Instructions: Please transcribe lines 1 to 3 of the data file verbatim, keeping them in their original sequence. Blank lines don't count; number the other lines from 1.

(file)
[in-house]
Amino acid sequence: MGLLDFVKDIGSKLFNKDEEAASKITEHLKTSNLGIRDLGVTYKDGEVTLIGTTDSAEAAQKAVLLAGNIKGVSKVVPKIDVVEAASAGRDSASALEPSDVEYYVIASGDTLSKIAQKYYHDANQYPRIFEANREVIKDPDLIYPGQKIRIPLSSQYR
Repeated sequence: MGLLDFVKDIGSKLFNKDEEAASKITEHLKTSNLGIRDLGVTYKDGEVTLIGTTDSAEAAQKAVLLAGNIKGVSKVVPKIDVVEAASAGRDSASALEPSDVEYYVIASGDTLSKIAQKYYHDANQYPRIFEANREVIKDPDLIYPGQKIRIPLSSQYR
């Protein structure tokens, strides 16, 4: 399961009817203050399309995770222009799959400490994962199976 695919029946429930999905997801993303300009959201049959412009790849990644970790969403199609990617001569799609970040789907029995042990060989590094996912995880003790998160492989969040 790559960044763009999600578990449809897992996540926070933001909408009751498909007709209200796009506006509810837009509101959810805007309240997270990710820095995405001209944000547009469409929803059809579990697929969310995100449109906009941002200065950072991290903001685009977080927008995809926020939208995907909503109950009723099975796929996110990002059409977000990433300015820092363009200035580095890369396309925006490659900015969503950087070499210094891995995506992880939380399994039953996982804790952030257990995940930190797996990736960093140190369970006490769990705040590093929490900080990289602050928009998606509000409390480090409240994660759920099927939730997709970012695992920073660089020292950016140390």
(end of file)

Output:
[in-house]
Amino acid sequence: MGLLDFVKDIGSKLFNKDEEAASKITEHLKTSNLGIRDLGVTYKDGEVTLIGTTDSAEAAQKAVLLAGNIKGVSKVVPKIDVVEAASAGRDSASALEPSDVEYYVIASGDTLSKIAQKYYHDANQYPRIFEANREVIKDPDLIYPGQKIRIPLSSQYR
Repeated sequence: MGLLDFVKDIGSKLFNKDEEAASKITEHLKTSNLGIRDLGVTYKDGEVTLIGTTDSAEAAQKAVLLAGNIKGVSKVVPKIDVVEAASAGRDSASALEPSDVEYYVIASGDTLSKIAQKYYHDANQYPRIFEANREVIKDPDLIYPGQKIRIPLSSQYR